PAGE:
Couple: Jenny Ferrara and Michael Bourke
Met at: Moe’s Crosstown Tavern
Years together: Two
The bartenders at Moe’s Crosstown Tavern call them Moe-mances, the late night meet-cutes that manage to go beyond a tipsy encounter to real life love. Apparently they’re more common than we thought. There’s something about the strange alchemy of a dimly lit bar, a cold beer, and the smell of cooling fries that coalesces into a heady aphrodisiac. At least that was the case for Jenny Ferrara and Michael Bourke.
Jenny stepped into Moe’s on a whim January 9, 2015. She’d just finished a birthday dinner with a friend at FIG and figured she’d have a final beer — Jenny’s something of a beer nerd — before returning to her Wagener Terrace home. Moe’s was packed. A band played in the corner. There was just one seat at the bar.
Michael, now an accountant at Daydreamer Concepts, had come to Moe’s that night too, just a little bit before Jenny arrived. “All my friends were busy, so I walked down. I sat down and ordered an Anderson Valley Blood Orange Gose,” he says.
Jenny took the chair next to him.
“I remember Michael was chatting with the bartender, he had a rapport with him,” says Jenny. The dark-haired Michael seemed like an affable guy, so when there was a break in the music, Jenny asked him about the band. Two and a half hours later the two had discussed music, beer, and literature, from Faulkner to Infinite Jest.
“I think I complained that Faulkner only writes in run-on sentences,” Jenny says. Michael laughs — these are just the kinds of conversations they have. And because how often do you run across a guy who knows his beers and can quote David Foster Wallace, Jenny knew she wanted to see Michael again. Before she left the bar she gave him her number.
He waited the requisite three days to call, Jenny recalls rolling her eyes. I know this already, of course. Full disclosure: Jenny is a close friend and I can clearly recall the walk we took a day or so after the infamous Moe’s meeting took place. This wasn’t just a random encounter at a bar. This was different. Rounding Hampton Park, Jenny could barely control her smile describing the dark-haired stranger — he was smart, he was handsome, but most importantly, he was hilarious. Only trouble, she didn’t know Michael’s last name so she couldn’t do any google recon in the meantime. Fortunately, that didn’t matter. When Michael did call, he asked her to join him for a drink at Edmund’s Oast — a win in Jenny’s book. And just like at Moe’s at Edmund’s they spent another two hours talking.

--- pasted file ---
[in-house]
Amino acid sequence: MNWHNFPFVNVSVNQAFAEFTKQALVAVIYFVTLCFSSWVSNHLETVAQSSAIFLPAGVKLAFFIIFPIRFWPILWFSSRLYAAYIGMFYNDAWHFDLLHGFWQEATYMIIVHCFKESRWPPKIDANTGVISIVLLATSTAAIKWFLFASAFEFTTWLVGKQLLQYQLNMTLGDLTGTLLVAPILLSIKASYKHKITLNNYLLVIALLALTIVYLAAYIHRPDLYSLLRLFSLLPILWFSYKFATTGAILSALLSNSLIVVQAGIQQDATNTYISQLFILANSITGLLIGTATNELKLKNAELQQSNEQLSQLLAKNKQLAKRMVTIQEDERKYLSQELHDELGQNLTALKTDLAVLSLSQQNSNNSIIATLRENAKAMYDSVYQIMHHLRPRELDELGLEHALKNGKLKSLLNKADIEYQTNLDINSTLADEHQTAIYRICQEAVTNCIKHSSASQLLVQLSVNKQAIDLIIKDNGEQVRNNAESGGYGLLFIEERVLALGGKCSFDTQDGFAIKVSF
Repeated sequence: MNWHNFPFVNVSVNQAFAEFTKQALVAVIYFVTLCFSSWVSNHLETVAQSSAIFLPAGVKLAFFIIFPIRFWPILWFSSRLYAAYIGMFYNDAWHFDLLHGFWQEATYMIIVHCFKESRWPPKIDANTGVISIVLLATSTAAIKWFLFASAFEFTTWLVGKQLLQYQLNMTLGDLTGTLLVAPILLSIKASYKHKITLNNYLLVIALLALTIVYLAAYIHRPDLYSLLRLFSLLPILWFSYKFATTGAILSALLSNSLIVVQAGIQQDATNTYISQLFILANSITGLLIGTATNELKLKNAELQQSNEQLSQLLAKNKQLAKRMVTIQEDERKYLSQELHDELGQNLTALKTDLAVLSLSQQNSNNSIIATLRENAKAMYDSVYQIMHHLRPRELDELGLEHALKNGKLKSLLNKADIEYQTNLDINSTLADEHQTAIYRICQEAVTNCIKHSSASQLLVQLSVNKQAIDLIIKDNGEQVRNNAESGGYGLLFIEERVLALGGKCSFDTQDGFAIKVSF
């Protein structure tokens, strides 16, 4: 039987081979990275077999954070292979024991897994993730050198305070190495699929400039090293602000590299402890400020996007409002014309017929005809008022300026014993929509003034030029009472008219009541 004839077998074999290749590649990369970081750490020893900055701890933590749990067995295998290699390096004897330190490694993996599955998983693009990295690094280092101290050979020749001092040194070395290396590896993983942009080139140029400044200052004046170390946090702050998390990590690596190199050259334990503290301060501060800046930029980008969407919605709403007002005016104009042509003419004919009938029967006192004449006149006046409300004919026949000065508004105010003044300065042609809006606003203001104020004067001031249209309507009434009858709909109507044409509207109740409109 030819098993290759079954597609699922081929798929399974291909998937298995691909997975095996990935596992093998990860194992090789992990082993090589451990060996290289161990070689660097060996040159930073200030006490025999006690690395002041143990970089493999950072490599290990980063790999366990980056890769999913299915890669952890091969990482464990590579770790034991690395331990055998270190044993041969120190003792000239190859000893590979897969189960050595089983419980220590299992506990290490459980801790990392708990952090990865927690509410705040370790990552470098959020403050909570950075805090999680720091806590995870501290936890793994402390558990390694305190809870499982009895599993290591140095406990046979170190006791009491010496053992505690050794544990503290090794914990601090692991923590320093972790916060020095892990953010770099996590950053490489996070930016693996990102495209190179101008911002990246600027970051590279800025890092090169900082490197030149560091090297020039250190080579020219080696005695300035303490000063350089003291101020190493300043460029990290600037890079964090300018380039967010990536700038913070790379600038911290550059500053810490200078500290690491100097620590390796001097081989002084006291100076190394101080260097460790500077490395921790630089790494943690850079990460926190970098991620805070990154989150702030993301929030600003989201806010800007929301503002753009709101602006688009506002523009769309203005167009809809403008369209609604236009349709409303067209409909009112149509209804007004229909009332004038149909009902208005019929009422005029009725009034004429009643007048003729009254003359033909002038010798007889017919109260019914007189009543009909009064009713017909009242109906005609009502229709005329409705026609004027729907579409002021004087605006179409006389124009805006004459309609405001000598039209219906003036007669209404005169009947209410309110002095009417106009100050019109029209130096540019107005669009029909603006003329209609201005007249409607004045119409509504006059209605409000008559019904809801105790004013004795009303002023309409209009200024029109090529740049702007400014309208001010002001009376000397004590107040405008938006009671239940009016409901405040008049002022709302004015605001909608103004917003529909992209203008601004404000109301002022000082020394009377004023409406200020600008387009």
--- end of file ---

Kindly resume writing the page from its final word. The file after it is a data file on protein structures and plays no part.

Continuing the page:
“We completely forgot to eat,” says Michael. “We talked so long the kitchen closed.” Starving, they wrapped up the night at Tattooed Moose drunkenly eating grilled cheese.
“We were in Tattooed Moose recently and Jenny was like ‘this is so not first date food,'” says Michael. “And I was like, ‘Wait, what? This is literally exactly what we ate on our first date.'”
Suffice it to say, for Jenny and Michael, getting lost in conversation at dive bars has been the foundation of their two-year relationship and they have a theory as to why. Meeting someone at a dive just makes sense.
“You’re more relaxed there,” says Michael. “I’m more comfortable at Moe’s.”
Jenny agrees. Rolling in late to a formal cocktail bar solo wouldn’t have necessarily crossed her mind, but grabbing a beer at Moe’s? Why not.
“Moe’s is a place I feel OK going to by myself,” she says.
Plus, even with the band playing, Moe’s seems to have magical acoustics that allow for conversations. Add to that the fact that if you’re hanging at a dive bar, you’re probably not putting on a show — the conditions are perfect.
“You’re not out peacocking,” Jenny says.
“Yeah,” says Michael, “You’re not there for the purpose of picking someone up.”
The dive bar atmosphere strips away any facade whether it be an obsessed over Match.com profile or a “trying too hard” veneer. You can’t put on airs eating Moe’s messy meets amazing barbecue chicken wrap. Or, for these two, a gooey grilled cheese either.